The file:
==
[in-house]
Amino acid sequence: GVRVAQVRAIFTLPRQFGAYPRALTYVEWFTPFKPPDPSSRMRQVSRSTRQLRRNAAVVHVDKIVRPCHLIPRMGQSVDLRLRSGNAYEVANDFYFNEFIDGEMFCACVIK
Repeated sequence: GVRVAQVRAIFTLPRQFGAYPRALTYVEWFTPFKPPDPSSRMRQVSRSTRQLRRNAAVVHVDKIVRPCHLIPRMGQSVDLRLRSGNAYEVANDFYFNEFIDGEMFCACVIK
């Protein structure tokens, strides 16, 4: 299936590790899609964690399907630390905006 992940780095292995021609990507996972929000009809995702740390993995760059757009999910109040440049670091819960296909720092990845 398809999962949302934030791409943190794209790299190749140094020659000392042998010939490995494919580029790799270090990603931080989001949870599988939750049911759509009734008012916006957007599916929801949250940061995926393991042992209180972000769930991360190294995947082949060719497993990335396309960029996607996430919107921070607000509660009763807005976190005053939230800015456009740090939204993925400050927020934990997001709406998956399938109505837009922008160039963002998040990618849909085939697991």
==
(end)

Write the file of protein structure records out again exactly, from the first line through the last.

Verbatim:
[in-house]
Amino acid sequence: GVRVAQVRAIFTLPRQFGAYPRALTYVEWFTPFKPPDPSSRMRQVSRSTRQLRRNAAVVHVDKIVRPCHLIPRMGQSVDLRLRSGNAYEVANDFYFNEFIDGEMFCACVIK
Repeated sequence: GVRVAQVRAIFTLPRQFGAYPRALTYVEWFTPFKPPDPSSRMRQVSRSTRQLRRNAAVVHVDKIVRPCHLIPRMGQSVDLRLRSGNAYEVANDFYFNEFIDGEMFCACVIK
């Protein structure tokens, strides 16, 4: 299936590790899609964690399907630390905006 992940780095292995021609990507996972929000009809995702740390993995760059757009999910109040440049670091819960296909720092990845 398809999962949302934030791409943190794209790299190749140094020659000392042998010939490995494919580029790799270090990603931080989001949870599988939750049911759509009734008012916006957007599916929801949250940061995926393991042992209180972000769930991360190294995947082949060719497993990335396309960029996607996430919107921070607000509660009763807005976190005053939230800015456009740090939204993925400050927020934990997001709406998956399938109505837009922008160039963002998040990618849909085939697991």